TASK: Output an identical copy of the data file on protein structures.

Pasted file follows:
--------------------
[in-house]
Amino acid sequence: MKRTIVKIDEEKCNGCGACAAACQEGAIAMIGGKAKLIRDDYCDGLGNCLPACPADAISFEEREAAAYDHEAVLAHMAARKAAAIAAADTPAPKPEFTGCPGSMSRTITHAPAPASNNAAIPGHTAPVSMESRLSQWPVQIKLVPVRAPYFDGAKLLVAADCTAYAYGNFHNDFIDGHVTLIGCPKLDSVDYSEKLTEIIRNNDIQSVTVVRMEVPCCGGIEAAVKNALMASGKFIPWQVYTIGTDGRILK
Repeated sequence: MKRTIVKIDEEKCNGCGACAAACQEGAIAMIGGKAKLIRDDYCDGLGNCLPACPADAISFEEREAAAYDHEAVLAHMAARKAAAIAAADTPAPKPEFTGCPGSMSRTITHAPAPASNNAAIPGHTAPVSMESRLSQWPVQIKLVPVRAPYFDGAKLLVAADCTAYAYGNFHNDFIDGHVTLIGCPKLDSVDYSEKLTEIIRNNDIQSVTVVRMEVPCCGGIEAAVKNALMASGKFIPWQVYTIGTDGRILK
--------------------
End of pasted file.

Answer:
[in-house]
Amino acid sequence: MKRTIVKIDEEKCNGCGACAAACQEGAIAMIGGKAKLIRDDYCDGLGNCLPACPADAISFEEREAAAYDHEAVLAHMAARKAAAIAAADTPAPKPEFTGCPGSMSRTITHAPAPASNNAAIPGHTAPVSMESRLSQWPVQIKLVPVRAPYFDGAKLLVAADCTAYAYGNFHNDFIDGHVTLIGCPKLDSVDYSEKLTEIIRNNDIQSVTVVRMEVPCCGGIEAAVKNALMASGKFIPWQVYTIGTDGRILK
Repeated sequence: MKRTIVKIDEEKCNGCGACAAACQEGAIAMIGGKAKLIRDDYCDGLGNCLPACPADAISFEEREAAAYDHEAVLAHMAARKAAAIAAADTPAPKPEFTGCPGSMSRTITHAPAPASNNAAIPGHTAPVSMESRLSQWPVQIKLVPVRAPYFDGAKLLVAADCTAYAYGNFHNDFIDGHVTLIGCPKLDSVDYSEKLTEIIRNNDIQSVTVVRMEVPCCGGIEAAVKNALMASGKFIPWQVYTIGTDGRILK